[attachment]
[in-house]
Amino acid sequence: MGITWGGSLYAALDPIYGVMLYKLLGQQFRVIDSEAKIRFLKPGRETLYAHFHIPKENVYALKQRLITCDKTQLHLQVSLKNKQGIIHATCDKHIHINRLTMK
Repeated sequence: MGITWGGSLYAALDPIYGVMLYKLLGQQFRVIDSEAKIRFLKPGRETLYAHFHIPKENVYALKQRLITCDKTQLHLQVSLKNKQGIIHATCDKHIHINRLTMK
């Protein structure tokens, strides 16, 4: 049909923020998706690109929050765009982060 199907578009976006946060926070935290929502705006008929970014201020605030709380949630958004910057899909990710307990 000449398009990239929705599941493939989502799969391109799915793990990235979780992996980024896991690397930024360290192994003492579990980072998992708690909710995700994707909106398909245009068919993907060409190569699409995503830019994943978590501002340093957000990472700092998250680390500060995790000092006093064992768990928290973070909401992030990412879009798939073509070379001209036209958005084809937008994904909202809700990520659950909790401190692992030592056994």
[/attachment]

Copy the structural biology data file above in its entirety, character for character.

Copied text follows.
[in-house]
Amino acid sequence: MGITWGGSLYAALDPIYGVMLYKLLGQQFRVIDSEAKIRFLKPGRETLYAHFHIPKENVYALKQRLITCDKTQLHLQVSLKNKQGIIHATCDKHIHINRLTMK
Repeated sequence: MGITWGGSLYAALDPIYGVMLYKLLGQQFRVIDSEAKIRFLKPGRETLYAHFHIPKENVYALKQRLITCDKTQLHLQVSLKNKQGIIHATCDKHIHINRLTMK
């Protein structure tokens, strides 16, 4: 049909923020998706690109929050765009982060 199907578009976006946060926070935290929502705006008929970014201020605030709380949630958004910057899909990710307990 000449398009990239929705599941493939989502799969391109799915793990990235979780992996980024896991690397930024360290192994003492579990980072998992708690909710995700994707909106398909245009068919993907060409190569699409995503830019994943978590501002340093957000990472700092998250680390500060995790000092006093064992768990928290973070909401992030990412879009798939073509070379001209036209958005084809937008994904909202809700990520659950909790401190692992030592056994």